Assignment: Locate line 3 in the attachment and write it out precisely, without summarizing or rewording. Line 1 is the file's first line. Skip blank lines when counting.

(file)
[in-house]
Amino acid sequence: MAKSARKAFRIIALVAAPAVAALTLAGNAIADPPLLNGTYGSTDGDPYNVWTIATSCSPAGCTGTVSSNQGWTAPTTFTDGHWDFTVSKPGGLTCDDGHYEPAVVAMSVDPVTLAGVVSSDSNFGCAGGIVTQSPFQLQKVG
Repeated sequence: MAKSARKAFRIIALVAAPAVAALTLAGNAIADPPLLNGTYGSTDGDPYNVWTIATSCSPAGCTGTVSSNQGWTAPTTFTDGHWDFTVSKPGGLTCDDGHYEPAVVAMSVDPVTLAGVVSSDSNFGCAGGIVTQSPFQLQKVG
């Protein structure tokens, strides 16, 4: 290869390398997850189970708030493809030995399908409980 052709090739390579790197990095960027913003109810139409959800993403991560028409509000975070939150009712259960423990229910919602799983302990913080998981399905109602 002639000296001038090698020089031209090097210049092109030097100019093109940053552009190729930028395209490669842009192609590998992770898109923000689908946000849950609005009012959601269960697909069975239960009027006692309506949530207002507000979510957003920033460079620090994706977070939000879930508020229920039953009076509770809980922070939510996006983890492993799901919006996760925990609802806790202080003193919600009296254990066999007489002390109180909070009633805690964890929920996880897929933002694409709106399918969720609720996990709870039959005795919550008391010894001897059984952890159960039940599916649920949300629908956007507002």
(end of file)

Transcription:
Repeated sequence: MAKSARKAFRIIALVAAPAVAALTLAGNAIADPPLLNGTYGSTDGDPYNVWTIATSCSPAGCTGTVSSNQGWTAPTTFTDGHWDFTVSKPGGLTCDDGHYEPAVVAMSVDPVTLAGVVSSDSNFGCAGGIVTQSPFQLQKVG